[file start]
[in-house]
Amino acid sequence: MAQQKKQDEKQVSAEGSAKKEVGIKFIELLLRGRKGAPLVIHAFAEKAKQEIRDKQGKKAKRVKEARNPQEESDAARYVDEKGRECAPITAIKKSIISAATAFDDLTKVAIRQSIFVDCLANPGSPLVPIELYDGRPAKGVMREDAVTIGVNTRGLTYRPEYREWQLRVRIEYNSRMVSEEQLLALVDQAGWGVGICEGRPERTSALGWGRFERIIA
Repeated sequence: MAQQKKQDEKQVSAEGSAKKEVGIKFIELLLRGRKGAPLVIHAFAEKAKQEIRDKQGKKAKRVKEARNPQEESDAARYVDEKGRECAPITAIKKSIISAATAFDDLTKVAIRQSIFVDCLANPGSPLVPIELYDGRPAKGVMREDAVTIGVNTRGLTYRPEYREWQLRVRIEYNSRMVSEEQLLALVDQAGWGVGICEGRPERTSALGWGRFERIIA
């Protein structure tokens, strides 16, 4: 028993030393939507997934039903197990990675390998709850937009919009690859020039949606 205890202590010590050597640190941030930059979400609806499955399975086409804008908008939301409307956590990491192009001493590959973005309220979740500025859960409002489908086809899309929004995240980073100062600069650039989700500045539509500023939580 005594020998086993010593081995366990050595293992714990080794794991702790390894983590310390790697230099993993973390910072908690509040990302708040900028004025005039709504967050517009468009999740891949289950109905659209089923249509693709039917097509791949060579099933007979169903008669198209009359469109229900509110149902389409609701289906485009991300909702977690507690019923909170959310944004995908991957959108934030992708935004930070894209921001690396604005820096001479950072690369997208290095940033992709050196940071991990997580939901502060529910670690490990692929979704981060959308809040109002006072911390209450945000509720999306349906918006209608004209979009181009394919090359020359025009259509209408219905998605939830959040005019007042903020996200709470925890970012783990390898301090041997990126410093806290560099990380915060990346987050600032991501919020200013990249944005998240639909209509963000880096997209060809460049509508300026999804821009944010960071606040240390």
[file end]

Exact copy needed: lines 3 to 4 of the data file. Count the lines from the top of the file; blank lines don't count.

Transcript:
Repeated sequence: MAQQKKQDEKQVSAEGSAKKEVGIKFIELLLRGRKGAPLVIHAFAEKAKQEIRDKQGKKAKRVKEARNPQEESDAARYVDEKGRECAPITAIKKSIISAATAFDDLTKVAIRQSIFVDCLANPGSPLVPIELYDGRPAKGVMREDAVTIGVNTRGLTYRPEYREWQLRVRIEYNSRMVSEEQLLALVDQAGWGVGICEGRPERTSALGWGRFERIIA
């Protein structure tokens, strides 16, 4: 028993030393939507997934039903197990990675390998709850937009919009690859020039949606 205890202590010590050597640190941030930059979400609806499955399975086409804008908008939301409307956590990491192009001493590959973005309220979740500025859960409002489908086809899309929004995240980073100062600069650039989700500045539509500023939580 005594020998086993010593081995366990050595293992714990080794794991702790390894983590310390790697230099993993973390910072908690509040990302708040900028004025005039709504967050517009468009999740891949289950109905659209089923249509693709039917097509791949060579099933007979169903008669198209009359469109229900509110149902389409609701289906485009991300909702977690507690019923909170959310944004995908991957959108934030992708935004930070894209921001690396604005820096001479950072690369997208290095940033992709050196940071991990997580939901502060529910670690490990692929979704981060959308809040109002006072911390209450945000509720999306349906918006209608004209979009181009394919090359020359025009259509209408219905998605939830959040005019007042903020996200709470925890970012783990390898301090041997990126410093806290560099990380915060990346987050600032991501919020200013990249944005998240639909209509963000880096997209060809460049509508300026999804821009944010960071606040240390």